Prior to 1961, there were four separate and independent Chambers of Commerce in Ghana, namely: The Accra and Eastern province Chamber of Commerce, The Kumasi Chamber of Commerce, The Sekondi/Takoradi Chamber of Commerce, The Ghana Chamber of Commerce.

The first three Chambers mentioned above were composed of expatriate firms and businesses based in the three main trading centers, while the fourth Chamber catered for the indigenous Ghanaian businesses.

The first president of Ghana, Osagyefo Dr. Kwame Nkrumah did not fancy the duplicated representation smacking of racial discrimination. He rightly ordered the Chambers to merge.

The Ghana National Chamber of Commerce was then established on 8th November, 1961 under an Act of parliament (Executive Instrument No. 196) following the amalgamation of the then existing Chambers of Commerce, which were Nationality based.

The Executive Instrument was amended by legislative Instrument No.611 of 1968 to streamline some of the internal structures of the Chamber. The Chamber was charged with the following functions: Promotion and protection of trade, commerce, industries and manufacturers in Ghana
The collection and circulation of statistics relating to trade, commerce, industry and manufacturers of Ghana.

The provision of facilities for the communication and interchange of views between members of the Chamber on one hand and departments of Government, public institution and other associations on the other hand, on matters directly affecting the interests of the Chamber or any member thereof.

The printing and publication of newspapers, periodicals, books and other documents for promoting the interest of the Chamber.

The establishment and maintenance of libraries and museums for the promotion of trade, commerce, industry and manufacturers of Ghana. The promotion and participation in trade fairs in Ghana and elsewhere. To develop linkages with Chambers of Commerce on other parts of the world.

The promotion of and co-operation with associations or Chamber and other organizations in Ghana discharging similar functions as the Chamber. The grant of donations to local or national charities.

The chamber has since been an independent, non-political organization dedicated to promoting and protecting the interests of businesses in Ghana.



The country being predominately agricultural country lacks a self-coordinating market system for the trade of agricultural produce. Farmers lack access to a well function market where they can get competitive price for their produce.

As a consequence, farmers face the problem of unstable prices for their produce leading to glut in one region or district and shortages in other regions. Lack of access to agriculture raw materials also affect agro-proceessing and other sectors.

The Ghana National Chamber of Commerce & Industry in collaboration with the Ghana Agricultural Producers and Traders Organisation, the Ghana National Cargo Transporters Association and with the support of BUSAC will undertake an advocacy action on the inclusion of the private sector in the establishment of a Commodity Exchange.

Agricultural markets in Ghana had been characterized by high costs and high risks of transacting, forcing much of our agric producer into isolation. With only a few of output reaching the market, commodity buyers and sellers tended to trade only with those they knew, to avoid the risk of being cheated or default.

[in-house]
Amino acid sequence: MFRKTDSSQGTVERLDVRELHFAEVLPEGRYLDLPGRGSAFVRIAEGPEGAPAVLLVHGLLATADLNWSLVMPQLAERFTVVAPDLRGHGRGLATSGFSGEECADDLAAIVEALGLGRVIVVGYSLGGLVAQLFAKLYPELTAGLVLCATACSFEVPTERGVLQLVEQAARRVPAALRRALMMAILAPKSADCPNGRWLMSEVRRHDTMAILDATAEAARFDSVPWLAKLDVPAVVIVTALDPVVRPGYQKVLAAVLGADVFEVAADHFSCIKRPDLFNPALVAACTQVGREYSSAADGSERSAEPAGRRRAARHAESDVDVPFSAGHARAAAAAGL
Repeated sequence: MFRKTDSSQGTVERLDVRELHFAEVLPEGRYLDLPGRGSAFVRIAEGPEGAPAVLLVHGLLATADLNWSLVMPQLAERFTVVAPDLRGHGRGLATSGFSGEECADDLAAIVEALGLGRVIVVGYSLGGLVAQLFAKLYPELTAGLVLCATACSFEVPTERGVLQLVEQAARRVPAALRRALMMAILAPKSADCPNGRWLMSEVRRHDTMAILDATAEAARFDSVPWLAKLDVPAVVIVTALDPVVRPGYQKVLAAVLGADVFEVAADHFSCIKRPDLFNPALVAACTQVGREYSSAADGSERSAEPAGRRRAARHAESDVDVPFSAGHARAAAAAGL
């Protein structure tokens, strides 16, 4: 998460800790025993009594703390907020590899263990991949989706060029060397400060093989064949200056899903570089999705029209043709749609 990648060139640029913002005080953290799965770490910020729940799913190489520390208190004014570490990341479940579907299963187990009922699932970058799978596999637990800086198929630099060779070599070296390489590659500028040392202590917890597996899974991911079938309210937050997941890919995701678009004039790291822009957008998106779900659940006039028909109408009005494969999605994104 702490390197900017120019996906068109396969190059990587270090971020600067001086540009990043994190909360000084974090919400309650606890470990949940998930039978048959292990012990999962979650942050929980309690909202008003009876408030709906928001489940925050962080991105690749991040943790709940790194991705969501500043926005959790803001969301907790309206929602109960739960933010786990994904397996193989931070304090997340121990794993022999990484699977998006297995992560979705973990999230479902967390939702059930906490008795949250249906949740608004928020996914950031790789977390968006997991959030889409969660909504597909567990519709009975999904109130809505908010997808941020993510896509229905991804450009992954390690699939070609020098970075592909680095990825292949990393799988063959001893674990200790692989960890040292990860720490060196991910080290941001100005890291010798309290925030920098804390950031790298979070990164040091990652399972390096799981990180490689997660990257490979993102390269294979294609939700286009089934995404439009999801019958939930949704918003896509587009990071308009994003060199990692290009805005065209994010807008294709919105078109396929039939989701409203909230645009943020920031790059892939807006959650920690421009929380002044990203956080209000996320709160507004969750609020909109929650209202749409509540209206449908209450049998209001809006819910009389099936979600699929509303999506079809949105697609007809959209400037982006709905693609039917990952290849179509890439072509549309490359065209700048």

Trade is done on the basis of visual inspection because there was no assurance of product quality or quantity, this drive up market costs, leading to high consumer prices.

The goal of this action is to partner with other stakeholders to develop a Commodity Exchange to connect buyers and sellers of locally grown agricultural commodities in an efficient, reliable and transparent manner by making use of innovation and technology.

1. To develop an integrated commodity marketing policy that addresses all the processes namely, transport, grading, storage and information facilities for the producer as well as the consumer

2. To develop a well equipped institutional establishment which can provide all marketing services to all market actors;

3. To develop a private and public-partnership in the creation of the commodity market.
The Chamber will undertake a study tour of Ethiopia and develop a position paper. A sensitization workshop will be organized to allow beneficiaries of the action mainly members to contribute to the position paper presented.

A series of media activities will be carried out via TV, Radio and print media to inform and educate the public. Stakeholder workshops’ policy dialogue will be used to ensure a consensus is reached and objective of action achieved. Finally negotiation and follow up on target groups

This project will contribute towards strengthening the culture of doing business by creating a transparent, innovative and efficient marketing system for buyers and sellers especially small-scale farmers who are at the mercy of merchants in the nearest and only market they know, to negotiate better prices or reduce their market risk.

Customer Service Celebration

The Ghana National Chamber of Commerce and Industry, collaborated with organizers to promote customer service in the country.

The Chamber recognizes the role of the customer in business development and sustainability and that as a as a leading voice of the business community in the country endorsed celebrations, as it is in the best interest of the business community , encouraging all its members to partner or participate and ensure appropriate customer service .

Business Support services